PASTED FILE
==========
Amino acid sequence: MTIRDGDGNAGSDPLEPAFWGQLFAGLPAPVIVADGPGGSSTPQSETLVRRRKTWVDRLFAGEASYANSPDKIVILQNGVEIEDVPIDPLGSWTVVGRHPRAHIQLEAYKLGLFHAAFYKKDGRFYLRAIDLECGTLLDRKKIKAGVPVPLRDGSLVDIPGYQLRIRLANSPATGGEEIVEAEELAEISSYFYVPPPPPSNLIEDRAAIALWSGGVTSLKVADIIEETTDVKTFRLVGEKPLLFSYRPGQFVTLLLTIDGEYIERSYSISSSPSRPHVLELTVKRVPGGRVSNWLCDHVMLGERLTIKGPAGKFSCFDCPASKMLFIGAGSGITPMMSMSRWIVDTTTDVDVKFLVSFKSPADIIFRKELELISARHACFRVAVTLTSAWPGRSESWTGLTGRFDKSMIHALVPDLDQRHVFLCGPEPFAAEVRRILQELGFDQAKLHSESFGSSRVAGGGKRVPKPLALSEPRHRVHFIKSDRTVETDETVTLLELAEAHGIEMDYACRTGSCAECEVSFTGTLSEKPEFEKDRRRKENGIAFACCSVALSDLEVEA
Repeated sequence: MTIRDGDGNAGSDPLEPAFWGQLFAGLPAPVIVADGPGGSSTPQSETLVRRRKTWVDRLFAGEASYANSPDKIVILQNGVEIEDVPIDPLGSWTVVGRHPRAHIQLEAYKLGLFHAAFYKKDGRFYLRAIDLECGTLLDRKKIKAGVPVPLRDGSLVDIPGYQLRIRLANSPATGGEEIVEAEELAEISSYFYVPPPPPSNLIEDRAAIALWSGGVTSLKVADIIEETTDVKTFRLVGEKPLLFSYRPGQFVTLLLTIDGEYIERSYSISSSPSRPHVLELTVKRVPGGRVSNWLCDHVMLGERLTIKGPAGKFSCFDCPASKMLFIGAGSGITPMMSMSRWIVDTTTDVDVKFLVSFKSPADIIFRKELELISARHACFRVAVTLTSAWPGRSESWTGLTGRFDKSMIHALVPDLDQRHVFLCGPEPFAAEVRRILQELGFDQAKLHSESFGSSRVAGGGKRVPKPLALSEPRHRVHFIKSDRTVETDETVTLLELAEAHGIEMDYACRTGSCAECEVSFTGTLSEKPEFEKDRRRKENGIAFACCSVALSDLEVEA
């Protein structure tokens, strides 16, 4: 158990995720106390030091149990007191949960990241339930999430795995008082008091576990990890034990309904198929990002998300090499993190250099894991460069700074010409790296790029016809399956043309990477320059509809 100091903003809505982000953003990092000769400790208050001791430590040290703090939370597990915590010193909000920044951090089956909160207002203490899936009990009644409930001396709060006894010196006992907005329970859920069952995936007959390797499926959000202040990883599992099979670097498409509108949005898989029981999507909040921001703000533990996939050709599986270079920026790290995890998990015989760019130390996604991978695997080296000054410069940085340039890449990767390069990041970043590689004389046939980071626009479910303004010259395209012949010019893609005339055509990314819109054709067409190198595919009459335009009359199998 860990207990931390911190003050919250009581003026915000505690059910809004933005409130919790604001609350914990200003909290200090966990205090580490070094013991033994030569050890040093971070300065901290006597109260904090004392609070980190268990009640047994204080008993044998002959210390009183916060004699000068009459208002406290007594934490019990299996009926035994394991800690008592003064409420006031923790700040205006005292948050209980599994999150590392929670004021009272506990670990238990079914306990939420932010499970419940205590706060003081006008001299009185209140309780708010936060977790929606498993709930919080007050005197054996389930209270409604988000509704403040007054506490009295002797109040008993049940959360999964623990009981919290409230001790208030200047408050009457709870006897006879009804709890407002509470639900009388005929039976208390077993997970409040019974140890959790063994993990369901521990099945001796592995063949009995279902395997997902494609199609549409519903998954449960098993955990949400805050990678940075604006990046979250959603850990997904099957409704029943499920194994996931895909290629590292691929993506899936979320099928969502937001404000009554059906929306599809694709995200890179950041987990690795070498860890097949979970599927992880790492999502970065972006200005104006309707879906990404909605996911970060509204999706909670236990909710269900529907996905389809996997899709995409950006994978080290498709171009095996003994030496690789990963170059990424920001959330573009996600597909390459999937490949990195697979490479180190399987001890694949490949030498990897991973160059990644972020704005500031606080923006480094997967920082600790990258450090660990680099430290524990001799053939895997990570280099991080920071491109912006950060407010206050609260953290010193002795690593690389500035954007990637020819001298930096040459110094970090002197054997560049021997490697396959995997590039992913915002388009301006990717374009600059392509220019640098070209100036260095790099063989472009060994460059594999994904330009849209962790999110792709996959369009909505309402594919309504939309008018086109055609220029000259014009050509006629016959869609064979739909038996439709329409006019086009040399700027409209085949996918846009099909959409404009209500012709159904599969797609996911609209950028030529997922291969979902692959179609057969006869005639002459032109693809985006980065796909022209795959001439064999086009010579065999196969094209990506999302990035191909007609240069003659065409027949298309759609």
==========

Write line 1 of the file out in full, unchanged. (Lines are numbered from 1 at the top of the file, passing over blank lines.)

Amino acid sequence: MTIRDGDGNAGSDPLEPAFWGQLFAGLPAPVIVADGPGGSSTPQSETLVRRRKTWVDRLFAGEASYANSPDKIVILQNGVEIEDVPIDPLGSWTVVGRHPRAHIQLEAYKLGLFHAAFYKKDGRFYLRAIDLECGTLLDRKKIKAGVPVPLRDGSLVDIPGYQLRIRLANSPATGGEEIVEAEELAEISSYFYVPPPPPSNLIEDRAAIALWSGGVTSLKVADIIEETTDVKTFRLVGEKPLLFSYRPGQFVTLLLTIDGEYIERSYSISSSPSRPHVLELTVKRVPGGRVSNWLCDHVMLGERLTIKGPAGKFSCFDCPASKMLFIGAGSGITPMMSMSRWIVDTTTDVDVKFLVSFKSPADIIFRKELELISARHACFRVAVTLTSAWPGRSESWTGLTGRFDKSMIHALVPDLDQRHVFLCGPEPFAAEVRRILQELGFDQAKLHSESFGSSRVAGGGKRVPKPLALSEPRHRVHFIKSDRTVETDETVTLLELAEAHGIEMDYACRTGSCAECEVSFTGTLSEKPEFEKDRRRKENGIAFACCSVALSDLEVEA